It seems that most of the capsize stories I hear are in really rowdy conditions, and often involve very gusty days and sailors who are new to racing and spinnaker handling. I have not capsized, but it seems that there are some common threads: 1) Spinnaker up, big gust from astern, and the skipper steers upwind some, when turning off the wind may have been more appropriate. This seems to be accompanied by skipper and crew sitting too far forward. 2) Spinnaker up, newbie crew is slow to get spinnaker down at leeward mark, skipper rounds anyway and turns to weather, and maybe forgets to lower the centerboard in the excitement...oops. It is OK for the crew to cry in this situation. What good is a sport where you can't cry occasionally? 3) Sailing to weather, with main and jib cleated, or with 95 pound Golden Retriever sitting on mainsheet, giant gust (Northwesterly at Nockamixon) boat almost capsizes, I uncleat jib and get dog off mainsheet, boat does the weeble thing and pops back up. Nice! At Nockamixon, a majority of the boats have the flotation for the head of the sail and that seems to prevent the boat from turtling, making righting simpler. When I first started racing, I was at a race where we got a chance to talk to longtime Scot sailors, at Monmouth Boat Club in NJ, and many said they had sailed Scots for years without capsize. Have fun. Time in the boat is the key to uprightness. Phil Scheetz FS 4086

Phil Scheetz

FS 4086

Fleet 163, Nockamixon Sail Club

Well, here's my .

Well, here's my .02 First of all, when the wind is piping and you're heading off the wind, you should always have the board down some. This adds stability and helps the boat track. And, obviously, helps you right it when things go south Frank, when overpowered and heeling a bit, the natural tendency is for the boat to head up. When a big gust hits, it's imperative that the helmsman feel it and react by heading down...otherwise a broach is immenent. Just be careful you don't sail by the lee and have a crash jibe. Frank, to come out of "downwind" mode safely, first get the chute down (you probably shouldn't have it up if it's that bad) then simply head up and leave the sails eased and then slowly bring them in. [8] FS4830

Having a family I think about this a lot.

Having a family I think about this a lot. How about looping a line around the leeward (underwater) jib ratchet block, which is pretty strong. Next throw the other end over the cockpit and hull to the other side where the centerboard may or may not be extended. Grab the line, and with feet on the underside of the boat, pull it over. If the centerboard is up, then the centerboard line may be available to tie a loop in, attach to the ratchet block, and throw over. I would be a bit concerned about stressing the centerboard hardware itself. Based on sunfish experience, having sheets uncleated would seem important to let the sails escape from the water escape easily. I am not comfortable with jib sheets (yet). I just bought a few $5 dock lines a WalMart. One end has an eye splice (I cheated) and it is 15 feet long. If the dock line is kept available on each side or sliding around from the center, it could be used for the task. Maybe I will tie one as a loop around the foot of the mast or hang one from the eye bracket under the tiller. We just got the mast floatation and hear it is key. We hope to try a drill this summer at HSC.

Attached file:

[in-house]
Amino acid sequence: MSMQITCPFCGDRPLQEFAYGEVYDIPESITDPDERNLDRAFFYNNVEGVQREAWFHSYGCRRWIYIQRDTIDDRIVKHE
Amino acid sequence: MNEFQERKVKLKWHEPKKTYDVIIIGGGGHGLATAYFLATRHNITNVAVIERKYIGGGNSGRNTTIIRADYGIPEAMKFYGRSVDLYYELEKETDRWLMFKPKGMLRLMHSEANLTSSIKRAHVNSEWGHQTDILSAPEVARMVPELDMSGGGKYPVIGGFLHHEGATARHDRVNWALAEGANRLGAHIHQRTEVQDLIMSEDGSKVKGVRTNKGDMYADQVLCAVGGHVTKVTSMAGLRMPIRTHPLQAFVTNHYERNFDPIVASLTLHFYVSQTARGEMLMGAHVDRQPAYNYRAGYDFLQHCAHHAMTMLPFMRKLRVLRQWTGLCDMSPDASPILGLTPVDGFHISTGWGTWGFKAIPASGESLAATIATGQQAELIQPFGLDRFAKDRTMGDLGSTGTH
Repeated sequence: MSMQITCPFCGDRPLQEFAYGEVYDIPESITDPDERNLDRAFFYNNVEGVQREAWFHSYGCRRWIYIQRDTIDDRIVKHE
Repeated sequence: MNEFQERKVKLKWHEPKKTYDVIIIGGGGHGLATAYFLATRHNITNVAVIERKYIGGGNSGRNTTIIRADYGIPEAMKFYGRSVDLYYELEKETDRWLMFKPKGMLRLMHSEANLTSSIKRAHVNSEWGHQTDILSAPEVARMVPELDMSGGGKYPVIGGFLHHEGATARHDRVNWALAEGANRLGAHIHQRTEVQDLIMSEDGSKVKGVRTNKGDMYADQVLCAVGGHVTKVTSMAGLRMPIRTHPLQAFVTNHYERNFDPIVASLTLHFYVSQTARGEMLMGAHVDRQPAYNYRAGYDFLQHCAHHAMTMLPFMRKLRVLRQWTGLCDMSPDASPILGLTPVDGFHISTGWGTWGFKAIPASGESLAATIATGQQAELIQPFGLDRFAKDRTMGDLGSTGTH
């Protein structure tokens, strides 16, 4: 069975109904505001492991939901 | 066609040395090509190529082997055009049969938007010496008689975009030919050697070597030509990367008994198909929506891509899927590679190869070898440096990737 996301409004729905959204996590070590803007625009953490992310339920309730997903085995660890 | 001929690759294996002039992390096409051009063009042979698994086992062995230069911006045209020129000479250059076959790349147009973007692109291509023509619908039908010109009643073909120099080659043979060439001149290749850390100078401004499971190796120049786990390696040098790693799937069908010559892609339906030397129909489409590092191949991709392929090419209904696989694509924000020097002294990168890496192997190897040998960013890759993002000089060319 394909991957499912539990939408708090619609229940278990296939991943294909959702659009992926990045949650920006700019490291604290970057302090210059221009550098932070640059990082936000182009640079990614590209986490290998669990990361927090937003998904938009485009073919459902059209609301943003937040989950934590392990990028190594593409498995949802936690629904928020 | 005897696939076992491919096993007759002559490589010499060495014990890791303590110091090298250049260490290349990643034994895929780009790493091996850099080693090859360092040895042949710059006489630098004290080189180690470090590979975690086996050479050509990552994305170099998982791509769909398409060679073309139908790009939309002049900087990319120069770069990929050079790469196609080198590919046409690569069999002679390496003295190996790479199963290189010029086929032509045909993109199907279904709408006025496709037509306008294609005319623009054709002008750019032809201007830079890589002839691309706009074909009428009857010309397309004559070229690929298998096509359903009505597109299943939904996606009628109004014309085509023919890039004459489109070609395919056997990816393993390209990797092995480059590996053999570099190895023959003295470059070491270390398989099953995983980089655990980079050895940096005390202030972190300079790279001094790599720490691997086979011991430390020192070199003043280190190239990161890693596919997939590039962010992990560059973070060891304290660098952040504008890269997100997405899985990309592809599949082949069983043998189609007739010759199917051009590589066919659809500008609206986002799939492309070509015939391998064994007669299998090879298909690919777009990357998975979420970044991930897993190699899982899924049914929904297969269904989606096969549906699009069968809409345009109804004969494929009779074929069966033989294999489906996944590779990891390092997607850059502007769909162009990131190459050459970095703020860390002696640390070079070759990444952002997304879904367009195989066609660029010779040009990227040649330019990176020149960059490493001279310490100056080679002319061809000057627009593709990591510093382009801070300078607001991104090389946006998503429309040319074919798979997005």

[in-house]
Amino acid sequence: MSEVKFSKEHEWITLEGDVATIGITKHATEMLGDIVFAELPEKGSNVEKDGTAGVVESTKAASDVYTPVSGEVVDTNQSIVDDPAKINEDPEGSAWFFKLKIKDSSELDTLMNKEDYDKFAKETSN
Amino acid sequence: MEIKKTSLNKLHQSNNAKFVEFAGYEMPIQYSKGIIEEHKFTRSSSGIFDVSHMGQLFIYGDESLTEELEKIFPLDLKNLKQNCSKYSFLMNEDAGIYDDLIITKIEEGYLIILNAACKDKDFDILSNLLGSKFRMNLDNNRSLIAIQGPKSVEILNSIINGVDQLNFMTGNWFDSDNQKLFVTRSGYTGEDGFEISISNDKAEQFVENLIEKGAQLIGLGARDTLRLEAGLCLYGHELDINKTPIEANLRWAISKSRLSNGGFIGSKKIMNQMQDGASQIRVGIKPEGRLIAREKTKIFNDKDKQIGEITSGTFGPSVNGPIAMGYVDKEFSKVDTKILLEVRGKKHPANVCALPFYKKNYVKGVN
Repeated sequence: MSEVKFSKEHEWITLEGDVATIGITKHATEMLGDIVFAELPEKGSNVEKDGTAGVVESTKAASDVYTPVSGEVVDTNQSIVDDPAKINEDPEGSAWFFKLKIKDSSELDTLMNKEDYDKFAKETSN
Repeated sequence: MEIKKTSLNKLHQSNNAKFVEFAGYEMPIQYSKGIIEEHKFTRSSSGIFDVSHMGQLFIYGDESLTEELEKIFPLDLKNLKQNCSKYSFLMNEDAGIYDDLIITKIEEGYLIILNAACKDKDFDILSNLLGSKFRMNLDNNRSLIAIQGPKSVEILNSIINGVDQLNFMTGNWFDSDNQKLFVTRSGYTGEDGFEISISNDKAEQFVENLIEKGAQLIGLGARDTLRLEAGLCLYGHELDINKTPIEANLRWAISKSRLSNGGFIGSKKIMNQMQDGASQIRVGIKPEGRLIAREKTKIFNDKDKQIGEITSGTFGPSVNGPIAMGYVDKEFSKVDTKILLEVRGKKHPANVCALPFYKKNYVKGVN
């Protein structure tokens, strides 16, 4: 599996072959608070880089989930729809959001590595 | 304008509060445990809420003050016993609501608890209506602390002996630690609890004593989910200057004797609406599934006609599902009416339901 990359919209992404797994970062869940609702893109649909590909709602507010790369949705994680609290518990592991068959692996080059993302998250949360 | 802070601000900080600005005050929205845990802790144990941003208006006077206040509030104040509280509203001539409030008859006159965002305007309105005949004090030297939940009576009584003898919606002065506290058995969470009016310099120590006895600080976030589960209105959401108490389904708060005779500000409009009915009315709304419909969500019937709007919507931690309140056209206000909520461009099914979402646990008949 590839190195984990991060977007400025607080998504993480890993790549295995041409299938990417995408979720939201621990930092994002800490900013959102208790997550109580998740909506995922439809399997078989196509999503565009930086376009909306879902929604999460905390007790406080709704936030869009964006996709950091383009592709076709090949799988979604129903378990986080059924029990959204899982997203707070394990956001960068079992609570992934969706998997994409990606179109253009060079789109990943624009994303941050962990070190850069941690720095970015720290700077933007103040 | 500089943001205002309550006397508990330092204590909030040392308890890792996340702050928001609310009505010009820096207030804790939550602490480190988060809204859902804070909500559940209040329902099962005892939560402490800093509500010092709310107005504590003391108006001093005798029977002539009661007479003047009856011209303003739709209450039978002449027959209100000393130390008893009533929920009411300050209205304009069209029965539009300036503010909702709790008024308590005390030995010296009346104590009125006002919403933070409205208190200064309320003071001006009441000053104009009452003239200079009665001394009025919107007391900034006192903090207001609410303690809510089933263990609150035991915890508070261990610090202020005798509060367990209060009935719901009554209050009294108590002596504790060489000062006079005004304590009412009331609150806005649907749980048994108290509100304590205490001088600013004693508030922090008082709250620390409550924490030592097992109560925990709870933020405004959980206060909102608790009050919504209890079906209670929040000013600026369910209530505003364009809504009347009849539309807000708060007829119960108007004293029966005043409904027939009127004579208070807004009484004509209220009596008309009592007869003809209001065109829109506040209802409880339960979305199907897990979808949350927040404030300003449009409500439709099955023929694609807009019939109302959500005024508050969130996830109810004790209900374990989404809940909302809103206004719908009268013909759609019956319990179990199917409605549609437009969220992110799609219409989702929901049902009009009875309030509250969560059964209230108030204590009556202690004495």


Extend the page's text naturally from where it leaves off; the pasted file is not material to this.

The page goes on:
In a previous boat, Precision 18.

In a previous boat, Precision 18.5 ft, I drilled a small hole in the trailing edge of the centerboard and tied a loop of small cord (as recommended by forum due to centerboard going into the trunk if capsized). So I went out and tried it (it in fact turtled in 15 seconds, sure enough the centerboard disappeared into the trunk). The cord loop was a lifesaver and we were able to lift the 70-80 lb board out and hence get the leverage we needed to right it....took 3 people leaning for all they were worth standing on the rubrail and/or on hull. Wonder if a similar cord could be attached to a hole drilled in the FS board?

Wow I never capsized a boat "YET" But I am glad the have read al

Wow I never capsized a boat "YET" But I am glad the have read all the entries under this topic. I liked the idea about getting a lifejacket connected to the mast head. I never given much thought about what to do if this should happen to me... My Scot is my second sailing boat and I still concider myself barely a novice and without any sailing education, I am truly at the mercy of the wind.. I have been caught in several Passing thunderstorms in Lake Pontchartrain. My ranger 22 actually sailed on the gunnel while I tried to pull the Genoa down...the wind kept blowing the genoa back up the mast. Luckly my crew of one was more experenced than me at the helm that day...The wind was actually downward when the frontal cloud rolled by above us... Now I have a smaller and much lighter Flying Scot I am overly cautious and always scanning the sky looking for a surprise thunderstorm....Thankyou all for your imput on this topic, It may just keep me and my crew from washing up on the beach, and I will have an extra lifejacket on board too...

----------------------------------------------------------------

-------------------------------------------------------------------------------- Quote: "In a previous boat, Precision 18.5 ft, I drilled a small hole in the trailing edge of the centerboard and tied a loop of small cord (as recommended by forum due to centerboard going into the trunk if capsized). So I went out and tried it (it in fact turtled in 15 seconds, sure enough the centerboard disappeared into the trunk). The cord loop was a lifesaver and we were able to lift the 70-80 lb board out and hence get the leverage we needed to right it....took 3 people leaning for all they were worth standing on the rubrail and/or on hull. Wonder if a similar cord could be attached to a hole drilled in the FS board?" I think you run into two complications with the FS centerboard design. First, the board is pretty heavy (105 lbs) with most of that weight concentrated in a lead casting at the bottom of the board. You would be trying to lift 80 lbs of lead straight up from a turtled boat under what are presumably less than perfect sea and weather conditions. Second, if you did get the board vertical, there is a very high probability the board will fall straight down through the centerboard trunk opening, restrained only by the centerboard pennant. Your best strategy is avoidance by proper boat handling. Your back-up plan (from an equipment stand point) would be to use the mast-head floatation from the factory when conditions warrant it.